From underground hospitals in Syria to training in Gaziantep

For the first time, we delivered two surgical training courses over a four-week period in different countries. Our latest course was for Syrian doctors in the Turkish city of Gaziantep, some of whom had worked together in hospitals in Aleppo between 2011 and 2016.

Gaziantep City

After a memorable course at Edna Adan Hospital in Somaliland, we partnered with Syria Relief to train 26 healthcare professionals in Gaziantep.

A Turkish city near the border with Syria, Gaziantep is home to a number of doctors who know the destruction of war all too well. Many were forcibly displaced from Syria by conflict and some had operated with David in underground hospitals when eastern Aleppo faced military bombardment and siege.

Unbreakable bonds

When the Syrian government, with Russian air support, began targeting medical workers and healthcare facilities, doctors started treating patients in secret hospitals with extremely limited resources. David travelled to Aleppo to help the doctors manage complex injuries and save lives. His sharing of surgical knowledge often led to life-long bonds with those he taught.

Dr Mahmoud Hariri from Aleppo shares: “I first met David in 2013. He came to us in Aleppo, and we learned many things. We learned to be multi-tasking surgeons. I can now do surgery on the kidney, heart, vessels. This is the notion of the multi-tasking doctor. A lot of lives have been saved.”

Dr Hariri and 25 others joined our Gaziantep course with the help of our Course Director Dr Ammar Darwish and the Syrian Board of Medical Specialties (SBOMS), an organisation dedicated to helping Syrian medics work as specialised doctors in northern regions of Syria.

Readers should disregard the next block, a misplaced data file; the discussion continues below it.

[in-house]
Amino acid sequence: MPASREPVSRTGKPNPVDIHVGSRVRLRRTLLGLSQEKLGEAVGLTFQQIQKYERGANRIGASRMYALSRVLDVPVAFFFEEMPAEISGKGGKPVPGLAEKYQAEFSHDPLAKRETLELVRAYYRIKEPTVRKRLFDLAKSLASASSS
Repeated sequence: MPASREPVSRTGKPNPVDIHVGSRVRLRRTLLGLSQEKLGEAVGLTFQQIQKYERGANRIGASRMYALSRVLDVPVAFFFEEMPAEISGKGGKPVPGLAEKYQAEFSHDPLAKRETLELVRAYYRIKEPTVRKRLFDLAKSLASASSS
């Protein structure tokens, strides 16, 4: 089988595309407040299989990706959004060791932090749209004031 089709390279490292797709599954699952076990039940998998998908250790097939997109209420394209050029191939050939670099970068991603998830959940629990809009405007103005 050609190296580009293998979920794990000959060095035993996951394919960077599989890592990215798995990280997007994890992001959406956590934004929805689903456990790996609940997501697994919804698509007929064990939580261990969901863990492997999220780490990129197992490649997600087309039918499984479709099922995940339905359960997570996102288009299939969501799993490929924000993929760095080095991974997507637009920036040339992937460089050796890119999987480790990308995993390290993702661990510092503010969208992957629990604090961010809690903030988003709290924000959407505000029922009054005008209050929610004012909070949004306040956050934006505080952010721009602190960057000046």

Trainees becoming trainers

The course was taught by accomplished Faculty – some who had learned from David in Syria or during a previous HEST course – and were now excellent surgical teachers.

Helping trainees become trainers is what we are here for. We want to empower doctors within countries affected by conflict and catastrophe to be surgical and health system leaders, serving their own communities.

The group learned how to manage and treat complex war wounds, such as blast injuries, gaping holes in the body, or deep burns. They also learned what to prioritise when faced with multiple wounds, the majority of which they will never have seen during standard medical training.

Faculty Trainer Rebekka teaching in Gaziantep

New skills in practice

Others on the course had also worked with David in conflict. Dr Ehab Baydak, a maxillofacial surgeon from Idlib, Syria, saved a man’s life with David’s help over skype. Since then, Dr Baydak has put his skills to practice in his community.

Dr Ehab Baydak

“During the siege of Aleppo, I was working in an underground hospital and received a patient whose face was severely injured from a bombing.  We hadn’t seen this type of injury before and didn’t know how to deal with this,” Dr Baydak shares.

“Due to the siege, we couldn’t transfer patients outside of the city. Dr Murhaf Assaf and I contacted David who talked us through how to do the operation over Skype.

After the Syrian regime took control of Aleppo, I moved back to Idlib to be with my family. There, I came across the same injury, and I was able to do the surgical procedure alone – all because of my experience with David.”

Our courses teach healthcare professionals how to perform procedures just like this – operations that David has undertaken in war zones over 30 years of voluntary humanitarian work. We were honoured to contribute to the surgical education of 26 doctors in Gaziantep, giving them the skills needed to save lives and limbs against the odds.

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